“I’ve seen that the pro-life movement hasn’t done enough to address the huge problem we have in our country and around the world with artificial hormonal birth control,” Knorr said in an interview with Aleteia. “That was a big gap for me – and I felt personally called to address it.”

That call led her to found Feminae Vero, a nonprofit dedicated to fertility education and other means of supporting holistic women’s health, with a particular focus on the connection between faith and health. Knorr said “Feminae Vero exists to serve, educate and evangelize girls and women about the truths of their reproductive health and their connection to our Catholic faith.”

Feminae Vero is a new company for Knorr. Her background is in politics and pro-life, and she served for many years as the executive director of Illinois Right to Life. She launched Feminae Vero in January 2021.

Women will find a wide variety of services at Feminae Vero, including the following:

  • Education about fertility
  • Doula services
  • Healing retreats
  • Representation of interests with elected officials and medical professionals

So far, the backbone of their work has been fertility education and it seems that this is the area where the organization can make the greatest impact.

Two projects that are currently in progress are particularly exciting. One of these projects is the creation of a curriculum for middle and high school girls to learn more about their reproductive health and its importance in Catholic education. This curriculum has the potential to be wonderful empowerment and usefulness for girls at an important stage of development.

As Catholics, we know that faith and honest science go hand in hand. ” said Knorr. “It is one facet of our philosophy to go ahead with science to teach girls and women about their bodies and then move on with the truths of faith to ultimately attain evangelization.”

It might seem strange to think that fertility education would lead to evangelization, but Knorr saw a real connection between the two. During her time in the pro-life movement, she made one key observation: “Most of my colleagues who have previously made an election have had a spiritual conversion in addition to their ideological one.” She said.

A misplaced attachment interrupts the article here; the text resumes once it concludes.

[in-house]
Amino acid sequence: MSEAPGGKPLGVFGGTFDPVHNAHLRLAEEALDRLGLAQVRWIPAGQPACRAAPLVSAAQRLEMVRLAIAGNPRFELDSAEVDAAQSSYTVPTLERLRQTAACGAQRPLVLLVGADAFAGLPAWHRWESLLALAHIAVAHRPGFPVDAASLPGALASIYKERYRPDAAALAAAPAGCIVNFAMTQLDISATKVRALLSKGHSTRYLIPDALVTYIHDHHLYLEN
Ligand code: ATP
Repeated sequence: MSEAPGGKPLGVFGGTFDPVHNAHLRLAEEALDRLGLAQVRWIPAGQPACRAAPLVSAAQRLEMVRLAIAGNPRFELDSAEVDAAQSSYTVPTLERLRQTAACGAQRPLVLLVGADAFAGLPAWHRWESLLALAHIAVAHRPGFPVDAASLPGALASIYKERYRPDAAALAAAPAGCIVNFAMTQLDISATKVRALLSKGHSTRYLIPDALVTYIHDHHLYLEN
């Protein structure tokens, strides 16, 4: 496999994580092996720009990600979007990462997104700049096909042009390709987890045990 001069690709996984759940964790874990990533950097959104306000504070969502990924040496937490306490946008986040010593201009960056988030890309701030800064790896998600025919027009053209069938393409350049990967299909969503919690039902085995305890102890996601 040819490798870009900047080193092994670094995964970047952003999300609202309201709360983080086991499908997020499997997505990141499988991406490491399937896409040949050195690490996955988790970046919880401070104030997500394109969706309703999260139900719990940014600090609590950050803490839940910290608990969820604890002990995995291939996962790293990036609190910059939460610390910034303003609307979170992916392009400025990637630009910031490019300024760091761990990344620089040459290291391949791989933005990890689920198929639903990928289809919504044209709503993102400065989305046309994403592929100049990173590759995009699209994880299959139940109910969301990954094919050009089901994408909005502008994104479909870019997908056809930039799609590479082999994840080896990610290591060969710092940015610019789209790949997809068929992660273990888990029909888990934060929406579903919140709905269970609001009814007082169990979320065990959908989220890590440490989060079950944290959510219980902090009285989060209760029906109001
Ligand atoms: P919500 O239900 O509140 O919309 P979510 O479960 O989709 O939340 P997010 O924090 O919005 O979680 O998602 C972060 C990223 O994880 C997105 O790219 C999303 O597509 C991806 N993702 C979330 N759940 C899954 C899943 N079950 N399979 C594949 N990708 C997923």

As they stood up for life, they also became Christians and, in many cases, Catholic. “Abortion is not entirely a logical problem,” said Knorr. “It’s a heart problem too.”

The second project is a curriculum for seminarians and clergy. “A future goal is to develop a program for seminarians and clergy that enables them to better support girls and women from a ministerial point of view”, said Knorr. This project sounds like a critical force for good: sometimes there is a discrepancy between what the church teaches about women’s health and what local clergy understand about that teaching, so this project will help bridge that gap to bridge.

There are many things in the life of modern women that are physically and spiritually toxic. Knorr hopes Feminae Vero will be a refreshingly holistic and positive resource.

“One of my main goals in founding Feminae Vero was to offer women a healing hand.” She said.

There are so many voices in society today who have deeply hurt women by lying to them about their origins and God’s plan for their bodies. Through our healing retreats and the service and education we want to offer women, our goal is to take women by the hand and initiate them into a healing process.

Ultimately, that healing comes from Christ. “It is the Lord who does the healing,” she explains.

That is why we place so much emphasis on evangelization as the primary goal. We believe that when shared with prayer and compassion, the truth leads women to Jesus Christ – and once they meet the Lord, their healing will be inevitable.

Knorr wants women to know that God created them with profound purpose and purpose. “The objectification and abuse of women in our culture is a result of human decline,” she explains, “but the theology of the body of John Paul II tells us that we are meant for more.”

Her goal for Feminae Vero is to help women discover that purpose and intention. She says, “Women can find such immense healing in the arms of Jesus Christ.”

Thumbnail for reading too

Continue Reading

Women’s Health

Task force tackles problems that slow women’s success in workforce | Business News

Published

on



Cora Faith Walker, Chief Policy Officer of St. Louis County Executive Dr. Sam Page, speaking at a community meeting on Tuesday. September 14, 2021. She leads the advancement of the District Board’s political priorities by providing an integrated approach to policy development and external engagement.



Childcare. Wage gaps. Education. Health care.